Paganistan: Notes from the Secret Commonwealth

In Which One Midwest Man-in-Black Confers, Converses & Otherwise Hob-Nobs with his Fellow Hob-Men (& -Women) Concerning the Sundry Ways of the Famed but Ill-Starred Tribe of Witches.

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Talking Across the Hedge

There were pagans on both sides of the mess in Charlottesville this weekend.

Agree or disagree, they're still our tribe.

As the “Vote No” campaign here in Minnesota—which successfully defeated an anti-marriage equality referendum—proved, the single most effective way to change other people's opinions is by engaging: by getting to know them personally, and by letting them know you.

We're pagans. Whatever our politics, we have certain things in common. We still share a common language.

So here are thirteen questions to ask those pagans on the other side of the hedge.


What's your name?

Where are you from?

What flavor pagan are you?

Are you part of a group?

Do you have a family?

Do you have kids?

Where do you live?

What are your interests?

Who's your favorite author?

What was your first pagan book?

Do you go to festivals?

If you could travel anywhere, where would you go?

Wanna grab a bite?






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Poet, scholar and storyteller Steven Posch was raised in the hardwood forests of western Pennsylvania by white-tailed deer. (That's the story, anyway.) He emigrated to Paganistan in 1979 and by sheer dint of personality has become one of Lake Country's foremost men-in-black. He is current keeper of the Minnesota Ooser.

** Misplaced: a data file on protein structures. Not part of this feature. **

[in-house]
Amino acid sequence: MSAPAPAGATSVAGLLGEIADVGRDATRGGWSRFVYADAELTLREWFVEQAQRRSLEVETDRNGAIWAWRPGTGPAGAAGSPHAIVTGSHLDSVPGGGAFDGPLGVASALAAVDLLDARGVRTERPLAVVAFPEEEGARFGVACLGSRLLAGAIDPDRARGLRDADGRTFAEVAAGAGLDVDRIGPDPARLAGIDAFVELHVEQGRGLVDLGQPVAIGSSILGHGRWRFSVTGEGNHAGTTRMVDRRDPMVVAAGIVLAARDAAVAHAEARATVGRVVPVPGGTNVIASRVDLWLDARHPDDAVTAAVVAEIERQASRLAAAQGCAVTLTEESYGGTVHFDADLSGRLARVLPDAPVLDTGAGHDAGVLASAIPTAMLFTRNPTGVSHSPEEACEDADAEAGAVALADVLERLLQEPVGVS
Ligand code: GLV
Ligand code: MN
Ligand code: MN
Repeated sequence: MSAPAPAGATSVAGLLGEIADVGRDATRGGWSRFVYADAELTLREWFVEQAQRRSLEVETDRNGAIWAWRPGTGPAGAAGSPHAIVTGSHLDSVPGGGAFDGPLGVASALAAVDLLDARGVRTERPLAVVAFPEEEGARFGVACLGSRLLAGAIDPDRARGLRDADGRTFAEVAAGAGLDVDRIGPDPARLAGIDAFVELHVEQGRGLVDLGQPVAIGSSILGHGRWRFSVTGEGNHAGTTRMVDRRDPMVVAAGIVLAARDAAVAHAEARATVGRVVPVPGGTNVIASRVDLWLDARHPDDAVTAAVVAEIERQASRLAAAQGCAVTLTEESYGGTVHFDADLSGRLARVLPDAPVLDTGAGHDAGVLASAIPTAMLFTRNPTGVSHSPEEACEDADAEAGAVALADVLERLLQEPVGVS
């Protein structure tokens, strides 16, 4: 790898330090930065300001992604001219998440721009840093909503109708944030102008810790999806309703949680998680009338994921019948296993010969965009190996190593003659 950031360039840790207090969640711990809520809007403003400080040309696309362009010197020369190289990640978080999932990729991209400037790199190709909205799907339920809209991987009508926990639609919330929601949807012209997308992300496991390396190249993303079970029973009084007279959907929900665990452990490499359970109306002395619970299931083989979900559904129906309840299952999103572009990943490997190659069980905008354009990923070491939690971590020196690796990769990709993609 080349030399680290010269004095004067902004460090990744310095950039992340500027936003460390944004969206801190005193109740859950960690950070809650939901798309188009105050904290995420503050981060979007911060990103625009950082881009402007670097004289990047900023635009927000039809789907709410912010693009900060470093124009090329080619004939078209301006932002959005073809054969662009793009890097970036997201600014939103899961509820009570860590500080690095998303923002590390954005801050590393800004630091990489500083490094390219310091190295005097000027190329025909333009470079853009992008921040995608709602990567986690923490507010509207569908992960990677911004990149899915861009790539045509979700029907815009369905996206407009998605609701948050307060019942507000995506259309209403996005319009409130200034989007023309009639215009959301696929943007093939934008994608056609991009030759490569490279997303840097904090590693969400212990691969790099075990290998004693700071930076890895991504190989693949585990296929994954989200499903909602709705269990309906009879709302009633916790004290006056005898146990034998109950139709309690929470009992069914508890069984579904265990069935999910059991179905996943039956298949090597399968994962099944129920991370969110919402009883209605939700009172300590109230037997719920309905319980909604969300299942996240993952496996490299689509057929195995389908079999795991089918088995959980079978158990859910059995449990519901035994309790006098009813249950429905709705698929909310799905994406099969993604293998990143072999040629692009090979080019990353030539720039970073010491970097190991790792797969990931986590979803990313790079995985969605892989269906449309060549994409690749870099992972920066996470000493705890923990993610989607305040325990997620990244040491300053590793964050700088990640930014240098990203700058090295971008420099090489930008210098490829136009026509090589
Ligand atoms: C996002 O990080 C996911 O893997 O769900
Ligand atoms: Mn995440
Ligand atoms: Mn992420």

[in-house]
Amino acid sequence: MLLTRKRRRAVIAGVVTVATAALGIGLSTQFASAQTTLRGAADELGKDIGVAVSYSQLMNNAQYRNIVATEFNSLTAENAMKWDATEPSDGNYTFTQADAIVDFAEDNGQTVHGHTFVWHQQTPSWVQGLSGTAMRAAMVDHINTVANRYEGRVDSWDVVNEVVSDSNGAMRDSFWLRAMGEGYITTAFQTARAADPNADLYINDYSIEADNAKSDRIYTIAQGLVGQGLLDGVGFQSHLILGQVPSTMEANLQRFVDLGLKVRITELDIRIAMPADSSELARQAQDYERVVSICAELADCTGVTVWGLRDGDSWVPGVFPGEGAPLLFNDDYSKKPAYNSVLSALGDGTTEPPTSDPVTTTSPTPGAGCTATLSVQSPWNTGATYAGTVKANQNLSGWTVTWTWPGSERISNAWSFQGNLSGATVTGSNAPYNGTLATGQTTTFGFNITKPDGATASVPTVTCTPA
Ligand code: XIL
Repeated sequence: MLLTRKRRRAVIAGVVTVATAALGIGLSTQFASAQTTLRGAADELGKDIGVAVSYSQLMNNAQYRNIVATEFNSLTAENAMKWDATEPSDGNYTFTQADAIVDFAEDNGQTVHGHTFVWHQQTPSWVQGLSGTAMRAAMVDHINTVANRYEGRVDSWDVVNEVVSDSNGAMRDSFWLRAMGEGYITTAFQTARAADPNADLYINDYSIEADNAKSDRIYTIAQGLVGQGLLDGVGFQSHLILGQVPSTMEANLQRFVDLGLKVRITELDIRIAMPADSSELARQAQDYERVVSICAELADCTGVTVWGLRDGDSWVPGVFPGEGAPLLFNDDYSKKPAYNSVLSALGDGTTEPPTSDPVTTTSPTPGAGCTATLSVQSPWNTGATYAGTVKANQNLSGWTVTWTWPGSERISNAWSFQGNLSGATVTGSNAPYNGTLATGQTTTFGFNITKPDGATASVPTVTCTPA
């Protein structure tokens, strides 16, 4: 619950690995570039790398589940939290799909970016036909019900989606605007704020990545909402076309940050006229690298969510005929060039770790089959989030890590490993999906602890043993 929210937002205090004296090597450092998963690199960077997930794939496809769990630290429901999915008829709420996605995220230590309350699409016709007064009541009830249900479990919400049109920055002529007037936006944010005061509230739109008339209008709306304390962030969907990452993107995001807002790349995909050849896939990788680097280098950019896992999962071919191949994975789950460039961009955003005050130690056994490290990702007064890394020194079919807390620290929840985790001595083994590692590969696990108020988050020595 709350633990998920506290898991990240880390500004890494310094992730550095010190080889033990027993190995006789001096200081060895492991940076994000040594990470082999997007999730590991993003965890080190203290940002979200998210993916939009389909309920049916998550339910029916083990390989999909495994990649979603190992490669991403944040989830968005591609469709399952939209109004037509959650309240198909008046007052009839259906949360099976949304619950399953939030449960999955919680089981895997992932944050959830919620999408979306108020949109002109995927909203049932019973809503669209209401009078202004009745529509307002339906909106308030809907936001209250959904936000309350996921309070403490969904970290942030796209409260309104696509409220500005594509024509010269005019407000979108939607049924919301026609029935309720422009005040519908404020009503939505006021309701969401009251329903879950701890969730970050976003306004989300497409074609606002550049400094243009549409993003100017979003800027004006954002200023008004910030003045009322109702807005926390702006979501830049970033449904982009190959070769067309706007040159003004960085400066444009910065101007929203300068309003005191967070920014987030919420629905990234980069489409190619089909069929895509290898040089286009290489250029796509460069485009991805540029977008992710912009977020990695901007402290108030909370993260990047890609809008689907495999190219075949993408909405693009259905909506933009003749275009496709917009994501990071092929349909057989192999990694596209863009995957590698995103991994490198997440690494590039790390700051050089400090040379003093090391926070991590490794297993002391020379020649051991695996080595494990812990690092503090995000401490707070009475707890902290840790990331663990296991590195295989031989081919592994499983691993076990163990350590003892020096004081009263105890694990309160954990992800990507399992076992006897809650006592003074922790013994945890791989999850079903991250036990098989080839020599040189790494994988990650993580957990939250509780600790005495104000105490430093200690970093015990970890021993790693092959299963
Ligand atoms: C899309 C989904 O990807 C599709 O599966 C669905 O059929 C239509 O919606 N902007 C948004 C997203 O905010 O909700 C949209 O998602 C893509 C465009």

• Marc
    Marc Thursday, 17 August 2017

    What kind of mayonnaise-slathered world do you live in?

  • Steven Posch
    Steven Posch Friday, 18 August 2017

    I live in a world, Marc, in which pagans perceive one another as holding something in common.
    I live in a world in which the single most effective way of changing how someone else thinks--certainly more effective than ignoring, screaming at, or clobbering--is by listening and talking.
    If that's mayonnaise, slather away.
    So, what's your favorite movie?

  • Mab Nahash
    Mab Nahash Friday, 25 August 2017

    Because the biggest issue I've seen is Eurocentric paganism's anxiety about people of color, I'd like to offer a few points that specifically engage those of us who live in the South, where we have a greater degree of shared genetic ancestry across racial lines than in other parts of the country, and often closer and more frequent day to day contact across racial and cultural lines as well.
    Any conversation that aims to address racial assumptions within paganism needs to begin with the idea of tribe, which is certainly bandied about in pagan circles frequently enough. But what is it, and what makes it? You've written about this. Is it blood? Initiation? Cultural affiliation? As for blood, we should acknowledge the poetic, cultural, and religious power of ancestry, and we should look to our actual ancestry, and not just our imagined ancestry. What we know and assume from the history of slavery is borne out by genetic studies. Essentially all African Americans whose ancestors were slaves have European ancestry. Given that fact, can Euro-focal pagan groups deny them their rightful place at the hearth of their fathers' gods, in essence assert that the halls of their ancestors are closed to them?